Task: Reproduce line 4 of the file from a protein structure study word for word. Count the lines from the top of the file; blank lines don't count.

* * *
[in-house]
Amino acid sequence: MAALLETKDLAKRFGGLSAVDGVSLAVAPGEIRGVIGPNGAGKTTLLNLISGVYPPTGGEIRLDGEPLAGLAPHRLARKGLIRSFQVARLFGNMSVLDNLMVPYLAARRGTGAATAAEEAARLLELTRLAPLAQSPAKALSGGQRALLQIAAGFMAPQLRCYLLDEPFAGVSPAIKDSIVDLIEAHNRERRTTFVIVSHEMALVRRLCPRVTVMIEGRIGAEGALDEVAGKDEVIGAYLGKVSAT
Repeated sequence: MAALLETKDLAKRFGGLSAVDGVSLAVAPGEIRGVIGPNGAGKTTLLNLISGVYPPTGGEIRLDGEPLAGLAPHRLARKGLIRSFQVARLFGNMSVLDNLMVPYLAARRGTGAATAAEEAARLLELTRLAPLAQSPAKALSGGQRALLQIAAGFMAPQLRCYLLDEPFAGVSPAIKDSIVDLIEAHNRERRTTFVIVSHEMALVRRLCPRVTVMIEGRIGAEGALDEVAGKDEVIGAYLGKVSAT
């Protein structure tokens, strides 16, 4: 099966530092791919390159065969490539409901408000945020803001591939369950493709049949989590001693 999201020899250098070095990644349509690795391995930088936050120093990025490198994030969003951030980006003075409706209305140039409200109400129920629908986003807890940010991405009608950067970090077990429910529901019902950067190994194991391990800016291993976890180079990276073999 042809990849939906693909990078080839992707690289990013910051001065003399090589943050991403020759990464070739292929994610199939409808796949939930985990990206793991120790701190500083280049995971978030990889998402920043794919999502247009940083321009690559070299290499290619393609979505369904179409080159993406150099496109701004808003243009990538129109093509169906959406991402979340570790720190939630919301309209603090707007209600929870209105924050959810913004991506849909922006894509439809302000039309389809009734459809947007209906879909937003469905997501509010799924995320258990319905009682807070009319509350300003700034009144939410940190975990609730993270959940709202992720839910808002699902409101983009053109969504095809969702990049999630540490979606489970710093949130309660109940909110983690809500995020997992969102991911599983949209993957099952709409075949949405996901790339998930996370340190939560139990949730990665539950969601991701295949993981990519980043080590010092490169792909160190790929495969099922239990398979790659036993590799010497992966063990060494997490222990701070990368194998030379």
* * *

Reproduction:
């Protein structure tokens, strides 16, 4: 099966530092791919390159065969490539409901408000945020803001591939369950493709049949989590001693 999201020899250098070095990644349509690795391995930088936050120093990025490198994030969003951030980006003075409706209305140039409200109400129920629908986003807890940010991405009608950067970090077990429910529901019902950067190994194991391990800016291993976890180079990276073999 042809990849939906693909990078080839992707690289990013910051001065003399090589943050991403020759990464070739292929994610199939409808796949939930985990990206793991120790701190500083280049995971978030990889998402920043794919999502247009940083321009690559070299290499290619393609979505369904179409080159993406150099496109701004808003243009990538129109093509169906959406991402979340570790720190939630919301309209603090707007209600929870209105924050959810913004991506849909922006894509439809302000039309389809009734459809947007209906879909937003469905997501509010799924995320258990319905009682807070009319509350300003700034009144939410940190975990609730993270959940709202992720839910808002699902409101983009053109969504095809969702990049999630540490979606489970710093949130309660109940909110983690809500995020997992969102991911599983949209993957099952709409075949949405996901790339998930996370340190939560139990949730990665539950969601991701295949993981990519980043080590010092490169792909160190790929495969099922239990398979790659036993590799010497992966063990060494997490222990701070990368194998030379």